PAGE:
NTT Basic Research Laboratories

Latest Topics

June 14, 2005

Success in distributing single photons for quantum cryptography via an optical switch

- Application of single photon interference phenomena that had annoyed Prof. Einstein -

NTT has successfully demonstrated the quantum cryptography with a single photon, whose state is so fragile against the attacks from the eavesdroppers, can be realized in the photonic network of optical fibers. This result was enabled by combining the original protocol of the quantum cryptography developed by the collaboration of NTT and Stanford University (USA) and the NTT developed optical switch to control the flow of photons. The quantum cryptography is expected to be the last resort of the cryptography protocol, and to enhance enormously the safety of the transmitting information.
Quantum cryptography is assumed as a next generation cryptographic system that may replace the public-key protocol. This technology utilizes the property that the quantum state is very delicate to the external environment and is destroyed by observing it. Namely, the transmitted secret key encoded in the quantum state, single photon, is destroyed when the eavesdropper observed it. Since the eavesdropper cannot resend the quantum state that is identical to the original one, the receiver can easily detect if the secret key had been stolen. However, the quantum cryptography is required that the very weak signal of single photon and strong light signal currently used in photonic network can transmit in the same network. Moreover, when it is transmitted via a switchboard, the optical signal should not be transferred to the electric signal since the quantum state is destroyed at the moment of transfer. Therefore, the signal path should be controlled without transferred into the electric signal.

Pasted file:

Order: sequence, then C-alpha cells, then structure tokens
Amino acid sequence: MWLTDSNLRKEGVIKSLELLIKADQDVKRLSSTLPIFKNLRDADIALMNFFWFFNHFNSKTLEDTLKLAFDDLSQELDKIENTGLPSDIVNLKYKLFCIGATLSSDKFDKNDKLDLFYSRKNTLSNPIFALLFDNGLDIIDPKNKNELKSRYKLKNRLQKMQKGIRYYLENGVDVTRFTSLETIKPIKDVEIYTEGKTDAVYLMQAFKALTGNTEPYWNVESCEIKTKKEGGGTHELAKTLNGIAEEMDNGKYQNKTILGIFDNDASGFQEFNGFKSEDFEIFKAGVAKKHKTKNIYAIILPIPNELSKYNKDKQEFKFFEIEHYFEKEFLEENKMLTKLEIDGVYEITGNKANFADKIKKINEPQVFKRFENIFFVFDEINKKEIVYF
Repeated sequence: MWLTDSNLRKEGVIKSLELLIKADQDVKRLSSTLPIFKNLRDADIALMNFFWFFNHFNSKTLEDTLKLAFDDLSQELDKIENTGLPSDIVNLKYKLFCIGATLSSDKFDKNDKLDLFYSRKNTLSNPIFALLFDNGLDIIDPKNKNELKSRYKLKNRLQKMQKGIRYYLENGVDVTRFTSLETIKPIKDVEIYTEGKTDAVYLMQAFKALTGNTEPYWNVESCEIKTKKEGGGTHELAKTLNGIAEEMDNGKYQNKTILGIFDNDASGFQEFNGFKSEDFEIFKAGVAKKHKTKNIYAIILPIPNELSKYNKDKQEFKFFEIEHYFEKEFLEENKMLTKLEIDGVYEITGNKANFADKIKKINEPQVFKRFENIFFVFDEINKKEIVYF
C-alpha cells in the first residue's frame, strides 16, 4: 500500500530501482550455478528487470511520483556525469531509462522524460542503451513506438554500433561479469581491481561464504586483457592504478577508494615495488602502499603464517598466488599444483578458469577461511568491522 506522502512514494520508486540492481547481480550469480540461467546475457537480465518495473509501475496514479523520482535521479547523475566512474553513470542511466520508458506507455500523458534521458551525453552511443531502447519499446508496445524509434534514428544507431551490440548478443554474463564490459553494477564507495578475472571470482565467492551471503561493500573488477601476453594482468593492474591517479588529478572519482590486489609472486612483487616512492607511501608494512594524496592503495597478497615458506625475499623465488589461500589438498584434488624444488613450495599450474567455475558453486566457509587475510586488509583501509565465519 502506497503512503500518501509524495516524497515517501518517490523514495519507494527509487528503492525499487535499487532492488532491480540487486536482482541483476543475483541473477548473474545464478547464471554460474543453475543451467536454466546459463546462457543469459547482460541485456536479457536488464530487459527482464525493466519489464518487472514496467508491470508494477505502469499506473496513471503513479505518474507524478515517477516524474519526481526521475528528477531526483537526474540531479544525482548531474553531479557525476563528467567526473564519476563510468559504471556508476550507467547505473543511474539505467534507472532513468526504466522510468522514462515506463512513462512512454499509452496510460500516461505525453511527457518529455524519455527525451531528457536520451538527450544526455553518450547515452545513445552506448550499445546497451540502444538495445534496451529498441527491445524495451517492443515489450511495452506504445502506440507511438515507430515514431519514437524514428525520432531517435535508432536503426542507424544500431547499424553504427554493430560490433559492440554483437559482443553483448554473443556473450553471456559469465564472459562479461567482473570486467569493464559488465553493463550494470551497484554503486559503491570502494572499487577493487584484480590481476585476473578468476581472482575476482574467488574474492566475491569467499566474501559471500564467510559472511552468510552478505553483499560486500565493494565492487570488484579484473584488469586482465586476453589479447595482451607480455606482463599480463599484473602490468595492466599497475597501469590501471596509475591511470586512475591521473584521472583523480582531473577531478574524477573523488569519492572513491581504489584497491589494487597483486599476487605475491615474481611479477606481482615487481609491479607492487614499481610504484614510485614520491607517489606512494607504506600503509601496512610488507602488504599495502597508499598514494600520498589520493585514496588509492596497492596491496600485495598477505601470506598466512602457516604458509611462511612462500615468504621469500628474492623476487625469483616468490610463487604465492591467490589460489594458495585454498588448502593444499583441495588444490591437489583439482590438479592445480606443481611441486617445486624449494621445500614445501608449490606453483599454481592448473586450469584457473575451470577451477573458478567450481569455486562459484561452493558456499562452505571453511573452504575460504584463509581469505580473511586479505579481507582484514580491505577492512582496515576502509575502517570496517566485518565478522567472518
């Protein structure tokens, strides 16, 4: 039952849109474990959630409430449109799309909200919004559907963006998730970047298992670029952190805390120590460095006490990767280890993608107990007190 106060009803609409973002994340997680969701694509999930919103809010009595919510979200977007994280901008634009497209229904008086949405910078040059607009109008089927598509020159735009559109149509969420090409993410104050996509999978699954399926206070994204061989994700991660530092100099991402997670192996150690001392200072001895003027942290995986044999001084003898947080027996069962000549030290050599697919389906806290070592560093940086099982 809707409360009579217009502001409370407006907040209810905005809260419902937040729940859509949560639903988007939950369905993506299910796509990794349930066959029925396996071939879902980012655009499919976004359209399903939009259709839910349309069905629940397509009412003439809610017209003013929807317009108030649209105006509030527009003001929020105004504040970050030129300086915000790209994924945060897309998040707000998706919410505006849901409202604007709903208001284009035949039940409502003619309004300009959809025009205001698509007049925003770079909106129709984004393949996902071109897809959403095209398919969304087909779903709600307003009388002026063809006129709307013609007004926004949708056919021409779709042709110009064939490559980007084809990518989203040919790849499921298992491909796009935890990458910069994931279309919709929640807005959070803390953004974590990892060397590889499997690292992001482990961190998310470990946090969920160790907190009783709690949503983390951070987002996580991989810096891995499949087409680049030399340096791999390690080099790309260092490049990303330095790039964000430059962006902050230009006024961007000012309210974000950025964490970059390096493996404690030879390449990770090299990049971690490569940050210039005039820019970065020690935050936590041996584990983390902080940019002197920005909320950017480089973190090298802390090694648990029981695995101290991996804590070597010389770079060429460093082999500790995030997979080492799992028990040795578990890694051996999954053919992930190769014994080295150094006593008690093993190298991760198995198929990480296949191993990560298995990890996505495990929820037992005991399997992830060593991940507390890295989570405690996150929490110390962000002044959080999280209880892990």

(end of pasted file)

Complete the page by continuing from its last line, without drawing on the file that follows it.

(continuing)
In order to achieve these conditions, an 8x8 matrix PLC optical switch developed by NTT was used. First, we confirmed that by changing the switch condition the optical path of quantum cryptography was controllable (Fig. 1). Next, we sent a weak signal of quantum cryptography together with large bandwidth data transmissions on strong lights. Though the two lights cross in the matrix switch, we could send them simultaneously and independently (Fig. 2). With these results, we verified the possibility for sending a weak signal for QKD in a commercial photonic network.

=> Press Release
=> Quantum Optical State Control Research Group